Anna Karenina Leeann Ho In Leo Tolstoy’s Anna Karenina, the central character, Anna Karenina, is internally conflicted by the differing directions of her obligations and desires. Her chief obligation is to be a dutiful wife and mother to her husband, Alexei Karenin, and her son, Seryozha. Her commitment to this obligation is tested when she meets the young Count Vronsky and falls in love. This turns into an affair that tears Anna’s conscience apart. In the end Anna has to choose between duty and love, and the process that leads up to her choice is especially painful for her.
Despite the fact that Anna commits adultery, her character is pure of heart and sincere. She hated herself for living a life of lies and deceit, and this ultimately led to her decision to abandon her husband and son, who she loved especially. Her heart would not allow her to continue living without feeling. She also hated the fact that although her husband knew about her infidelity, he was only concerned that she keep up an impression of propriety. Her husband on the other hand saw himself as her only hope of salvation. He wanted to steer her back to the road of moral rightness and considered this his duty, and he was a man of duty. Anna herself was very distressed about the moral wrongness of her actions, but she was a woman who followed her heart mostly. She could not live in unhappiness.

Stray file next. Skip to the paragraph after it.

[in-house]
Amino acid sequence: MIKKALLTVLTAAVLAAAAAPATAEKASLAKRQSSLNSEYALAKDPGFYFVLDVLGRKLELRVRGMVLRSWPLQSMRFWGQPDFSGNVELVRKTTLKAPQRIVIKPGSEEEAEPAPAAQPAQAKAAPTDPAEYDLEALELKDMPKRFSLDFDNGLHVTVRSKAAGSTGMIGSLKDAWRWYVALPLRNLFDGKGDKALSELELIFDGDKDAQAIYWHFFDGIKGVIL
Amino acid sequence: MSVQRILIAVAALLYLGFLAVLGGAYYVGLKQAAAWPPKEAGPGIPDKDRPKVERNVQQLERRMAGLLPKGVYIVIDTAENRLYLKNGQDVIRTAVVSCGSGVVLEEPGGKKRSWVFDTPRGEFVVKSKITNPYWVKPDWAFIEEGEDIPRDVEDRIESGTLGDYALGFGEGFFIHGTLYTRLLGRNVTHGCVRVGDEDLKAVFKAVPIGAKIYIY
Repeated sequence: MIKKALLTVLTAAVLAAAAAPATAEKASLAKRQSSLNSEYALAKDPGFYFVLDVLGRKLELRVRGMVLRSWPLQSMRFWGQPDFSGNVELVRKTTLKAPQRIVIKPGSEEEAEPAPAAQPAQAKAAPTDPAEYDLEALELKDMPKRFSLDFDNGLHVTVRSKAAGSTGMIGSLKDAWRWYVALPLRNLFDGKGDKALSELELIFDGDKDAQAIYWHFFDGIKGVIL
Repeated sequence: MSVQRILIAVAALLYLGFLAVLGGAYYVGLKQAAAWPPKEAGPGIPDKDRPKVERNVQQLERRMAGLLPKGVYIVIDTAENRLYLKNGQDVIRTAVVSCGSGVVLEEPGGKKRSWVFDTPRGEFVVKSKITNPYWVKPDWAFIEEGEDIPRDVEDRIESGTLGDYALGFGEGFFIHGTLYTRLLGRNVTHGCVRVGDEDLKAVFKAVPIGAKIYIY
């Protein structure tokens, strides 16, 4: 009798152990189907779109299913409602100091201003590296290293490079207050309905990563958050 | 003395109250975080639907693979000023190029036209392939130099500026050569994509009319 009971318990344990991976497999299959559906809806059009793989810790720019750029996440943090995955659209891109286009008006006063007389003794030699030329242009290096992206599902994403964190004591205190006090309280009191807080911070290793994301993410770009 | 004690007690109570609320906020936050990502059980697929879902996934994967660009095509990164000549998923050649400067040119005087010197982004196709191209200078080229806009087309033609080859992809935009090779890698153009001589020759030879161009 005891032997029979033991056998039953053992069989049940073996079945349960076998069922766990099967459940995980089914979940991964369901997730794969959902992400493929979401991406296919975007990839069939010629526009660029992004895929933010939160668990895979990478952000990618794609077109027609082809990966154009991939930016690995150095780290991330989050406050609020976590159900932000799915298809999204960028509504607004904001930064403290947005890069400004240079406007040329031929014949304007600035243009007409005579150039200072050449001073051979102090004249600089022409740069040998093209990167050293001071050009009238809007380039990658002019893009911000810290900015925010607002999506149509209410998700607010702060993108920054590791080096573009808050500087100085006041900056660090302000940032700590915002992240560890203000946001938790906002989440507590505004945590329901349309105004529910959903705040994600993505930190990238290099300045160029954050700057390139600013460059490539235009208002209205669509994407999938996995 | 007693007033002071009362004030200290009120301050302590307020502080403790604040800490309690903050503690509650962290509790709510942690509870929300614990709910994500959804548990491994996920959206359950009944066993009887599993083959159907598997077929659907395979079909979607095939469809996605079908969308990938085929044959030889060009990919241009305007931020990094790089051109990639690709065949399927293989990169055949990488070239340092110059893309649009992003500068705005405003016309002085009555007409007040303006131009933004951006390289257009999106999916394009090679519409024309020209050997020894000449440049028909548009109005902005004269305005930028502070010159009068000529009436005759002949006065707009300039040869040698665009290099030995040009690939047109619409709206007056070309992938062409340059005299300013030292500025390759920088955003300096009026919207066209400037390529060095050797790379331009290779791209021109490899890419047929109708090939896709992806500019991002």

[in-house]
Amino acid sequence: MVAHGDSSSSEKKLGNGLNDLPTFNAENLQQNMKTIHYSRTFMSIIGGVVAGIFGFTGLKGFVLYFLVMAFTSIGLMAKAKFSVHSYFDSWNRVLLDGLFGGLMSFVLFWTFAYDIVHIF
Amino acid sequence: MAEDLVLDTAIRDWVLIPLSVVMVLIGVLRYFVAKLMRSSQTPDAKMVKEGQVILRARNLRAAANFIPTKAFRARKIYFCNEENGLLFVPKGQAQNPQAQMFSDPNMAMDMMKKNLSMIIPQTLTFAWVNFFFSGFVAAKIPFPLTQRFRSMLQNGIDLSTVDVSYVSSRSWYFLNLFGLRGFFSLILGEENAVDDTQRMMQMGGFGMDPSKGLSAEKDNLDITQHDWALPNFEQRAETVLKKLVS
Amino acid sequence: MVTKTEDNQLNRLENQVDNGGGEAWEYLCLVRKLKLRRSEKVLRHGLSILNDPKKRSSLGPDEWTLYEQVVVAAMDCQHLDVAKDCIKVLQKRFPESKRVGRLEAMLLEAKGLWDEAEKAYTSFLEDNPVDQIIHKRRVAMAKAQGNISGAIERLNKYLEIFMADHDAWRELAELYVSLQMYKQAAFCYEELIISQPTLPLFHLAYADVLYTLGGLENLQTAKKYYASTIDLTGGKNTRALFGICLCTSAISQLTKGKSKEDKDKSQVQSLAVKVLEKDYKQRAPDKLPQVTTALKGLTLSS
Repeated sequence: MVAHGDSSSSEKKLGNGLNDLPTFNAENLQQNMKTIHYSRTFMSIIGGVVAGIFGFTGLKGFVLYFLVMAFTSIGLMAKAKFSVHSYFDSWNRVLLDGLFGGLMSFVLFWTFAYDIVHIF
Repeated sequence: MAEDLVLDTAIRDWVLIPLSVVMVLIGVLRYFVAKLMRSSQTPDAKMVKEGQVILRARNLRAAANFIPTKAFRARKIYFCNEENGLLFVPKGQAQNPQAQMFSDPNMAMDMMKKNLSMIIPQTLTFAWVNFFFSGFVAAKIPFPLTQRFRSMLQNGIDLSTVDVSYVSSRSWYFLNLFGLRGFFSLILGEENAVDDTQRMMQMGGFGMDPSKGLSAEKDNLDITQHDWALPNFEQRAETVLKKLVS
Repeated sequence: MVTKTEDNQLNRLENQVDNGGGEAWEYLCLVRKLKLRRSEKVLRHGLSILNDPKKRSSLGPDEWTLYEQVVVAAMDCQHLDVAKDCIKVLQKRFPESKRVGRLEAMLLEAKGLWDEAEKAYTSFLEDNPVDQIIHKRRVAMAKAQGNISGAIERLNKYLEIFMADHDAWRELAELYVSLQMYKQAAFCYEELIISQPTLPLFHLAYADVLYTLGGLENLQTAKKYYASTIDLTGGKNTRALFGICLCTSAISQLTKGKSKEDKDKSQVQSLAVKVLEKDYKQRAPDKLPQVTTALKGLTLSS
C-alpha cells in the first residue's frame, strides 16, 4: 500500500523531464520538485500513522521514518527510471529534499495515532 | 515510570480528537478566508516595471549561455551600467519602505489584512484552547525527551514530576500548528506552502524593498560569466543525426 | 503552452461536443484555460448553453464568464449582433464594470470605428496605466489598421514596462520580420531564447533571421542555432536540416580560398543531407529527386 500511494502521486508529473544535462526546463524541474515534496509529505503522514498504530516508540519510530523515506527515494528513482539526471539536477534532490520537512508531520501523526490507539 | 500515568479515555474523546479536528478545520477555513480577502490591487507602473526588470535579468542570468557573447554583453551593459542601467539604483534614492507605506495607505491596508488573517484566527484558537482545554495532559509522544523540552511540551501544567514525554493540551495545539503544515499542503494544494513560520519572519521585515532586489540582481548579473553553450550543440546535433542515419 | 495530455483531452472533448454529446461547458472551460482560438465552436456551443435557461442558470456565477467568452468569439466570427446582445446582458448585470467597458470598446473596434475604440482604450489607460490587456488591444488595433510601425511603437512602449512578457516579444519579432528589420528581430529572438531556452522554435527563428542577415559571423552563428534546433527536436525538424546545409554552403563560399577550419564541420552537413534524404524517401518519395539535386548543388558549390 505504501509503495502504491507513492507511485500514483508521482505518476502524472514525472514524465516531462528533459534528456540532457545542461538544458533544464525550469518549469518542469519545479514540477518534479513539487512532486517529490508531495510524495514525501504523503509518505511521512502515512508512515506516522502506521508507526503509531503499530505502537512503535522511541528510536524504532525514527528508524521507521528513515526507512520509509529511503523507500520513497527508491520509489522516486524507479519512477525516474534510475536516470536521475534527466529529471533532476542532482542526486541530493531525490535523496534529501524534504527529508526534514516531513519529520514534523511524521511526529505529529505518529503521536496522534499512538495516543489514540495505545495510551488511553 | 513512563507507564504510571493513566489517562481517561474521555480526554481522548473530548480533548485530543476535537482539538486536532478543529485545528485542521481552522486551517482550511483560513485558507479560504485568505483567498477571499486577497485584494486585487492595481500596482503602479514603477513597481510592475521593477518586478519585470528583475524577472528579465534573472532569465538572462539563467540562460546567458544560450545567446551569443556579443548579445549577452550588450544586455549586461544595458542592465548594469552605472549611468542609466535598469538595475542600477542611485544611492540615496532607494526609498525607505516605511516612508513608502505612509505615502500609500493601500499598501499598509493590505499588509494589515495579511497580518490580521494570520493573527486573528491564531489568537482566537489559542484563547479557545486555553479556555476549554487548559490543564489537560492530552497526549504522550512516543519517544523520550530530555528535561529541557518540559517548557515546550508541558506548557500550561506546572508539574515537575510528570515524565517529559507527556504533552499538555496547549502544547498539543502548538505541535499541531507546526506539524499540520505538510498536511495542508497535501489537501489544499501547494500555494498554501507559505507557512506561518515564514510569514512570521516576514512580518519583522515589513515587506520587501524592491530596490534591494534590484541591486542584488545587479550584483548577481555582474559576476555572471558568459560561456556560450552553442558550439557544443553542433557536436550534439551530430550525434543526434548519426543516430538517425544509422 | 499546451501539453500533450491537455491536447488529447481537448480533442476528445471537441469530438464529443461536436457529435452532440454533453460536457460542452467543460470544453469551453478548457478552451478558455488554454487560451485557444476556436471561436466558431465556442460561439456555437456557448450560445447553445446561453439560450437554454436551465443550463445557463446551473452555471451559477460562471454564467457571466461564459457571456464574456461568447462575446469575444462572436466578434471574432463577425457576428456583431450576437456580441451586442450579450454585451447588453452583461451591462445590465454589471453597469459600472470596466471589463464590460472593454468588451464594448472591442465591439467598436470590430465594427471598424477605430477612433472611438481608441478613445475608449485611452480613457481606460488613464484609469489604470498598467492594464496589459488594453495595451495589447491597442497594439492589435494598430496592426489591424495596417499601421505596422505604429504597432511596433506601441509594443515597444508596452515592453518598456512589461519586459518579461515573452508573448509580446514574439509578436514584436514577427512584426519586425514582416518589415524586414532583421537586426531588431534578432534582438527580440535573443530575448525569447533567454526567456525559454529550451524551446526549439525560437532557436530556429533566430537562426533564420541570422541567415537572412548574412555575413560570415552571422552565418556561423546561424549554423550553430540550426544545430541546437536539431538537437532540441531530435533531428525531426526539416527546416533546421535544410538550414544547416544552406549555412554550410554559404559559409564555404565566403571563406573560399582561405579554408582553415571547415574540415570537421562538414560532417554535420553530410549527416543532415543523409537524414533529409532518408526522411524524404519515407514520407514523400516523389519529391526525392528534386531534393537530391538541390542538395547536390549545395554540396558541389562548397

Count Vronsky represented to Anna not just love and happiness, but a new life of independence. She was bored of being an obedient housewife, and Vronsky was a man of energy. Choosing to be Vronsky’s companion not only ostracized Anna from her family, but also from society. As a woman of high society and good upbringing, Anna’s whole life was shaped by the society. As soon as her scandal was official publically, she was cast down by her old society friends and acquaintances as a...
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